Sale of Bread By-Law 1869

City of Stratford Flashback Friday series created by Mike Beitz, Corporate Communications Lead, highlighting some of Stratford’s more interesting or unusual by-laws over the past 150 years.

Bylaw #137 – Sale of bread

On December 20, 1869, Stratford’s Town Council approved a by-law to regulate the sale of bread in the municipality and specifically its weight. By-law 137 reads:

Whereas it is desirable that the size or weight of bread sold or offered or exposed for sale in the Town of Stratford should be regulated and made certain.

Be it therefore enacted by the Council of the Corporation of the Town of Stratford and it is hereby enacted:

1st That all loaves of bread sold or offered or exposed for sale in the Town of Stratford shall be of the respective weights of two pounds and four pounds, and shall be known and denominated as a two pound loaf and a four pound loaf respectively.

It was not lawful, according to the by-law, to sell any loaves of bread “light in weight” or “any other or different weights than the said two pounds or four pounds.”

If a citizen complained of receiving an underweight loaf of bread, the by-law stipulated that the Town Constable, Mayor or Justice of the Peace could enter the bakery or shop to inspect and weigh its loaves of bread.

And it shall be his duty to seize, forfeit and curry away with him from out of any such bakery, shop or place wherein the same may be found, any and all loaves of a lighter weight than the said two pounds and four pounds respectively, which bread so taken shall become the property of the Town of Stratford and be subject to the order of the Relief Committee of the said Town.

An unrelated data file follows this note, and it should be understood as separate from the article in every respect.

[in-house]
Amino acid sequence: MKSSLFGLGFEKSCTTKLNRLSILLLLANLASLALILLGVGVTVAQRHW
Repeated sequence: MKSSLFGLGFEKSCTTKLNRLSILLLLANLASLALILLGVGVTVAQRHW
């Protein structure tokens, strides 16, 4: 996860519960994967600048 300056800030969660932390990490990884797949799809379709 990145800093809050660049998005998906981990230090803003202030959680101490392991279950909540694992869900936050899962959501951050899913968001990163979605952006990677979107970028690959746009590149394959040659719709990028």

So what was the penalty for selling a light loaf of bread?

Any person guilty of a violation or infraction of this By-law or any part thereof shall upon conviction hereof before any of Her Majesty’s Justices of the Peace in and for the County of Perth be liable to a fine of fifty dollars …

($50 in 1869 was roughly equivalent to $1,000 today)

So what if a bread seller couldn’t pay that fine?

The Justice of the Peace could, under the by-law,

… commit the offender to the Common Gaol of the County of Perth for the space of twenty one days with hard labour.

FUN FACT: The term “baker’s dozen” is related to this. Bakers who were concerned about being penalized for selling underweight loaves would give the customer a little bit extra. Someone would ordered 12 loaves of bread would receive 13, just to be safe.